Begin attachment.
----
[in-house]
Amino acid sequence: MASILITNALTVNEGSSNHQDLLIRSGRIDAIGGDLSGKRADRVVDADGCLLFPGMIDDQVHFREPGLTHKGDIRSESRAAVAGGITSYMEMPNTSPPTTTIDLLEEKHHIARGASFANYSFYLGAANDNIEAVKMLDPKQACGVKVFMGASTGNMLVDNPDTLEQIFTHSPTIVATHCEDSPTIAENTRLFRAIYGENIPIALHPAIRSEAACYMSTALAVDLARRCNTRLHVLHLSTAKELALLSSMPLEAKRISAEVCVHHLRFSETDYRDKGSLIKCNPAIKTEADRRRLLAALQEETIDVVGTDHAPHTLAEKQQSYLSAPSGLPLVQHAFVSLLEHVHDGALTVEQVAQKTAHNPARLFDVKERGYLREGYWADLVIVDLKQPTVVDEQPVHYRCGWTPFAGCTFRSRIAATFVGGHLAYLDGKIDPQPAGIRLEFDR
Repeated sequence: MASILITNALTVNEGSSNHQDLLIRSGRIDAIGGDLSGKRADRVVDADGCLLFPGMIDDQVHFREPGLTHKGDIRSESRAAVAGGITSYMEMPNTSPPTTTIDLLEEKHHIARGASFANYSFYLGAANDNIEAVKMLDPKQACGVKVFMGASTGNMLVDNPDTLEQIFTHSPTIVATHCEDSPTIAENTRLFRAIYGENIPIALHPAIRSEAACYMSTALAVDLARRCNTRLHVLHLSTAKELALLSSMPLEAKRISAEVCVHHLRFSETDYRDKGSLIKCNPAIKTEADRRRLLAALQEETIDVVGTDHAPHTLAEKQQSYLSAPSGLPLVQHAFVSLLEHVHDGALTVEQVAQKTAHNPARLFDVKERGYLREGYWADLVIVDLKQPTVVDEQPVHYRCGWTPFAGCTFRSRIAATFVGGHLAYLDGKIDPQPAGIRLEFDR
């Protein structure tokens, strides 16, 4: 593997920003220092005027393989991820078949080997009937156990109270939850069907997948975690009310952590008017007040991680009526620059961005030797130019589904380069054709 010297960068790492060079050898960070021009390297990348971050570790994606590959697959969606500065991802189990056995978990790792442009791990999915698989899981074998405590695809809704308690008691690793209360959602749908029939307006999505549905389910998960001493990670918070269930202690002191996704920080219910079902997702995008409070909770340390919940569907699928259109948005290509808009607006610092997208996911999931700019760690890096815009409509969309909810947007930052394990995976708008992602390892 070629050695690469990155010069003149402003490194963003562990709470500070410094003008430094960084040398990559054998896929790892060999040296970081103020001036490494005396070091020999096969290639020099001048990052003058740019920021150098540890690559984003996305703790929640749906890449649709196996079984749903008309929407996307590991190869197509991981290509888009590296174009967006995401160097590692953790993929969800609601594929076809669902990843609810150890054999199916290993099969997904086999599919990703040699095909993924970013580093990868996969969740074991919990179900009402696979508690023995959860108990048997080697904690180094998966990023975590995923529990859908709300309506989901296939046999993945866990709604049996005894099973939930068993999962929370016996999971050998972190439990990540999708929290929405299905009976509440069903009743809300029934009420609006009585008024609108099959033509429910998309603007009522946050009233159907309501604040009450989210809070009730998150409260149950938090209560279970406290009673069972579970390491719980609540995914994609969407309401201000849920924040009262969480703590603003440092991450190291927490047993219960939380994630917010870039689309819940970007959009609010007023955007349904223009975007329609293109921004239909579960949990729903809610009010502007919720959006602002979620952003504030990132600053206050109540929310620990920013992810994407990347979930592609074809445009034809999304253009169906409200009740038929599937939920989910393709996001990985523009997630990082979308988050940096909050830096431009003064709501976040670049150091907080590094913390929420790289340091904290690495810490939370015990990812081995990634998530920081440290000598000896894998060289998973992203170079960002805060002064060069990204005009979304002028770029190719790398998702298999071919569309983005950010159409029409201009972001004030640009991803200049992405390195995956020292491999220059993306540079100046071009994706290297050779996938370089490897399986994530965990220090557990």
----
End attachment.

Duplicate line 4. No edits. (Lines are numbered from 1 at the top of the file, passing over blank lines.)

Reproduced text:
């Protein structure tokens, strides 16, 4: 593997920003220092005027393989991820078949080997009937156990109270939850069907997948975690009310952590008017007040991680009526620059961005030797130019589904380069054709 010297960068790492060079050898960070021009390297990348971050570790994606590959697959969606500065991802189990056995978990790792442009791990999915698989899981074998405590695809809704308690008691690793209360959602749908029939307006999505549905389910998960001493990670918070269930202690002191996704920080219910079902997702995008409070909770340390919940569907699928259109948005290509808009607006610092997208996911999931700019760690890096815009409509969309909810947007930052394990995976708008992602390892 070629050695690469990155010069003149402003490194963003562990709470500070410094003008430094960084040398990559054998896929790892060999040296970081103020001036490494005396070091020999096969290639020099001048990052003058740019920021150098540890690559984003996305703790929640749906890449649709196996079984749903008309929407996307590991190869197509991981290509888009590296174009967006995401160097590692953790993929969800609601594929076809669902990843609810150890054999199916290993099969997904086999599919990703040699095909993924970013580093990868996969969740074991919990179900009402696979508690023995959860108990048997080697904690180094998966990023975590995923529990859908709300309506989901296939046999993945866990709604049996005894099973939930068993999962929370016996999971050998972190439990990540999708929290929405299905009976509440069903009743809300029934009420609006009585008024609108099959033509429910998309603007009522946050009233159907309501604040009450989210809070009730998150409260149950938090209560279970406290009673069972579970390491719980609540995914994609969407309401201000849920924040009262969480703590603003440092991450190291927490047993219960939380994630917010870039689309819940970007959009609010007023955007349904223009975007329609293109921004239909579960949990729903809610009010502007919720959006602002979620952003504030990132600053206050109540929310620990920013992810994407990347979930592609074809445009034809999304253009169906409200009740038929599937939920989910393709996001990985523009997630990082979308988050940096909050830096431009003064709501976040670049150091907080590094913390929420790289340091904290690495810490939370015990990812081995990634998530920081440290000598000896894998060289998973992203170079960002805060002064060069990204005009979304002028770029190719790398998702298999071919569309983005950010159409029409201009972001004030640009991803200049992405390195995956020292491999220059993306540079100046071009994706290297050779996938370089490897399986994530965990220090557990």